Aufbewahrungskörbe, die aus gebogenen Metalldrähten bestehen, Pflanzenboxen, die als Raumteiler oder grüne Oase in der Wohnung dienen und bunt bestickte Kissen im modernen, skandinavischen Design: Ferm LIVING steht seit 2006 für grafische Wohntextilien und schlichte Wohnaccessories, die einen besonderen Wiedererkennungswert haben. Trine Andersen, Gründerin von ferm LIVING, hat es geschafft, ihren Einmannbetrieb in ein international angesehenes Label zu verwandeln und ist damit fester Bestandteil des New Nordic Designs.
Wir haben Trine gefragt, wie sie den Spagat zwischen Kindern und Beruf meistert, wie die Zukunft von ferm LIVING aussieht und warum die Dänen immer wieder zu den glücklichsten Menschen der Welt gekürt werden.
1. Started as a small company back in 2006 your design pieces have a high recognition power now such as the plant boxes and wire baskets. What was the most challenging period for your business and how did you turn ferm LIVING into a global brand?
It was never an active decision to turn my first ten designs of a wallpaper into a global brand; it is the result of constantly trying to improve and challenge ourselves collection by collection. Year by year and with all these small steps, sometimes opportunities presented themselves and other times we needed to work a little harder to achieve our goals. Sometimes I think I was very lucky to get where ferm LIVING and I are today, but I guess that if it’s right, it all works out in the end.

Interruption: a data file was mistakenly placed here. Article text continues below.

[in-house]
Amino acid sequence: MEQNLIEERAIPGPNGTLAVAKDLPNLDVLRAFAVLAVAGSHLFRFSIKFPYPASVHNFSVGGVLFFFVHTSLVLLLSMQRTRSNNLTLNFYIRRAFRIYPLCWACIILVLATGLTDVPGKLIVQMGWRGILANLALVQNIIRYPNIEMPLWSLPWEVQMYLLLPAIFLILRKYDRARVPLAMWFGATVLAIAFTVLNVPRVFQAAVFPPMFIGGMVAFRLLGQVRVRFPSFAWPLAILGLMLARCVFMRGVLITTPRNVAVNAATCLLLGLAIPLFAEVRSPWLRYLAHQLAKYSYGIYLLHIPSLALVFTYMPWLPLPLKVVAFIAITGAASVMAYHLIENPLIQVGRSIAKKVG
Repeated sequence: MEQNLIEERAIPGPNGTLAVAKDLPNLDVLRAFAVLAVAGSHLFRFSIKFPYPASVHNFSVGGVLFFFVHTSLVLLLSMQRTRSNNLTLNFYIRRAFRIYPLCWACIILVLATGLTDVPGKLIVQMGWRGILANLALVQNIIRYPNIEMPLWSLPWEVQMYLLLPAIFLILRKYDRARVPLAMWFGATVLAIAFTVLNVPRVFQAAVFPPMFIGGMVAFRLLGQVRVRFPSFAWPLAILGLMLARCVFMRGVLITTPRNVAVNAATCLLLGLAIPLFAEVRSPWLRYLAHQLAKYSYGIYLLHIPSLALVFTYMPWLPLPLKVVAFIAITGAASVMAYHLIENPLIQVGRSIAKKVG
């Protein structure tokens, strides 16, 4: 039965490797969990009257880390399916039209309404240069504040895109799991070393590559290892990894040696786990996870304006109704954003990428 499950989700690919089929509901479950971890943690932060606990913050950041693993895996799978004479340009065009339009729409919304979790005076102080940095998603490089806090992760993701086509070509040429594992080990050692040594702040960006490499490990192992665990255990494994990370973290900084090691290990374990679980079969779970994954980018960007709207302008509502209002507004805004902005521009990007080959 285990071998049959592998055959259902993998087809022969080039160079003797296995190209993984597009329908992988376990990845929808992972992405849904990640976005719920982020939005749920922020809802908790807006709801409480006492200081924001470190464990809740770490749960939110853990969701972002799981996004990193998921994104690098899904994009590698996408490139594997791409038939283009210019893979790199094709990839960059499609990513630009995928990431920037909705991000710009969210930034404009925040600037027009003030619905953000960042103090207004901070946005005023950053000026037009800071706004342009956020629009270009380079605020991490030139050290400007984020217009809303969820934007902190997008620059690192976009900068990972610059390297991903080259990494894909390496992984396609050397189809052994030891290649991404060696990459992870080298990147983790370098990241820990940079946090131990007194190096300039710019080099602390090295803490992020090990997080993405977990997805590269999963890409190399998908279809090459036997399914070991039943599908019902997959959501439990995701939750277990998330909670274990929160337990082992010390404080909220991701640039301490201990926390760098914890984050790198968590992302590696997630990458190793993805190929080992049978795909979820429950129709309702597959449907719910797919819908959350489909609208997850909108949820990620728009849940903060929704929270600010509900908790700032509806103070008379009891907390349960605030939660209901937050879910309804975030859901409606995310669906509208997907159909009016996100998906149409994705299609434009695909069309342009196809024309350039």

We’ve always had a healthy business, but the most challenging time of my life personally has been to juggle and prioritise my time after having my two children but still have great expectations for the future of the company. It’s been a cause of some worries about being there enough both places.
2. In Denmark you spent a fair amount of time in your homes. So do we in Germany during the winter season. Do you have any great advice how to turn a home into a cosy place?
We try to encourage to use your personality when decorating a home. The cosy feeling, to us at least, really gets noticeable when you get that sense of the person who lives there; when you see that the home tells a little story of who they are. Of course, green plants, use of colours and soft textiles add a lot of atmosphere and “hygge” to a home, but I believe that that eccentric mix you get if you allow yourself to follow your heart and surround yourself with your favourite objects, is what creates a lovely, cosy home, in which your family and friends feel welcome.